Sunday, 13 November 2011

Tallulah Bankhead and Dorothy Parker

Tallulah Bankhead was one of the most wonderful characters who ever lived. I'm re-reading her biography, "Tallulah: My Biography" and Tallulah, Darling: A Biography of Tallulah Bankhead by Denis Brian and laughing in public places at some of her witticisms.
I read Shakespeare and the Bible, and I can shoot dice. That's what I call a liberal education.

I've tried several varieties of sex, all of which I hate. The conventional position makes me claustrophobic; the others give me a stiff neck and/or lockjaw.

My father warned me about men and booze, but he never mentioned a word about women and cocaine.

I'll come and make love to you at five o'clock. If I'm late start without me.

They used to photograph Shirley Temple through gauze. They should photograph me through linoleum.

(On seeing a former lover for the first time in years) I thought I told you to wait in the car.

The less I behave like Whistler's mother the night before, the more I look like her the morning after.

Her last words were "Codeine...bourbon..." Atta girl.

And Dorothy Parker, another heroine of mine. In my desperation to read every word she wrote, I seem to have a huge collection of books about and by her. Looking at them in a line on the shelf makes me look rather obsessive. I recommend The Complete Poems, The Collected Dorothy Parker (both by Penguin) and The Uncollected Dorothy Parker. Here are just a few choice quotes.
Well, Aimee Semple McPherson has written a book. And were you to call it a little peach, you would not be so much as scratching its surface. It is the story of her life, and it is called In the Service of the King, which title is perhaps a bit dangerously suggestive of a romantic novel. It may be that this autobiography is set down in sincerity, frankness and simple effort. It may be, too, that the Statue of Liberty is situated in Lake Ontario.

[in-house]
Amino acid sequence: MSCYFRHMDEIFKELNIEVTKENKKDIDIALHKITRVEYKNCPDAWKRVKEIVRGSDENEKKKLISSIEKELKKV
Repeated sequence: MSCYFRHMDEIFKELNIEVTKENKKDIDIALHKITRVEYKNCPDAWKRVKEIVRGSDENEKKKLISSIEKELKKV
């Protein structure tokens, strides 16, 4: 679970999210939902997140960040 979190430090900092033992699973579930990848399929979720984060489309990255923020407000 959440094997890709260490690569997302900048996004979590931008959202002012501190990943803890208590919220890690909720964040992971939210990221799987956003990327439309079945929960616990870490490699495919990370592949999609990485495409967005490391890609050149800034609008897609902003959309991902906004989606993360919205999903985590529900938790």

That would be a good thing for them to cut on my tombstone: Wherever she went, including here, it was against her better judgment.

The House Beautiful is, for me, the play lousy.

I might repeat to myself, slowly and soothingly, a list of quotations beautiful from minds profound; if I can remember any of the damn things.

I'm never going to accomplish anything; that's perfectly clear to me. I'm never going to be famous. My name will never be writ large on the roster of Those Who Do Things. I don't do anything. Not one single thing. I used to bite my nails, but I don't even do that any more.

This is not a novel to be tossed aside lightly. It should be thrown with great force.

Men seldom make passes
At girls who wear glasses.

Katharine Hepburn delivered a striking performance that ran the gamut of emotions, from A to B.

(On answering the door) What fresh hell is this?


Razors pain you,
Rivers are damp,
Acids stain you,
And drugs cause cramp.
Guns aren't lawful,
Nooses give,
Gas smells awful.
You might as well live.

The reason I'm writing about both of these fantastic women is because they were both members of the Algonquin Round Table, a group of writers, wits, critics, actors and actresses who would meet up for lunch in The Algonquin Hotel in New York in the 20s. Tallulah also read some of Dorothy Parker's writings on the radio. Tallulah's theatricality was parodied in a Groucho Marx radio play (in which Jerry Lewis, Dean Martin and Tallulah herself took part) which I've also included as someone kindly uploaded it to youtube.

And finally, the Groucho Marx parody -


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